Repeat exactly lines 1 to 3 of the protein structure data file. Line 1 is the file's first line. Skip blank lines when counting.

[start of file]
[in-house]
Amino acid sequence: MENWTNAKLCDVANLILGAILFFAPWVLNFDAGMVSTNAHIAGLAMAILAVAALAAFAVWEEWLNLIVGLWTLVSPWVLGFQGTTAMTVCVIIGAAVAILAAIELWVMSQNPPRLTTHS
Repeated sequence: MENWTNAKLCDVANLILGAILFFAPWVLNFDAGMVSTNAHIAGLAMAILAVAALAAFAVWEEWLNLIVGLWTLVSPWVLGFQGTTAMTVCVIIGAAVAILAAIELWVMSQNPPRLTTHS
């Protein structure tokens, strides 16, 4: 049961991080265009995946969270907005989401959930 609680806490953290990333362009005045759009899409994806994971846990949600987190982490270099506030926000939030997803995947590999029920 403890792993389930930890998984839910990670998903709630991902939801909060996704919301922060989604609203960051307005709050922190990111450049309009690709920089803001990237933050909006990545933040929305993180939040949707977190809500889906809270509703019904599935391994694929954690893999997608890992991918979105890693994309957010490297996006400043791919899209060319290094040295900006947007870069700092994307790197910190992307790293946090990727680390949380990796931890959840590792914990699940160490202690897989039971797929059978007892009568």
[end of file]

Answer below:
[in-house]
Amino acid sequence: MENWTNAKLCDVANLILGAILFFAPWVLNFDAGMVSTNAHIAGLAMAILAVAALAAFAVWEEWLNLIVGLWTLVSPWVLGFQGTTAMTVCVIIGAAVAILAAIELWVMSQNPPRLTTHS
Repeated sequence: MENWTNAKLCDVANLILGAILFFAPWVLNFDAGMVSTNAHIAGLAMAILAVAALAAFAVWEEWLNLIVGLWTLVSPWVLGFQGTTAMTVCVIIGAAVAILAAIELWVMSQNPPRLTTHS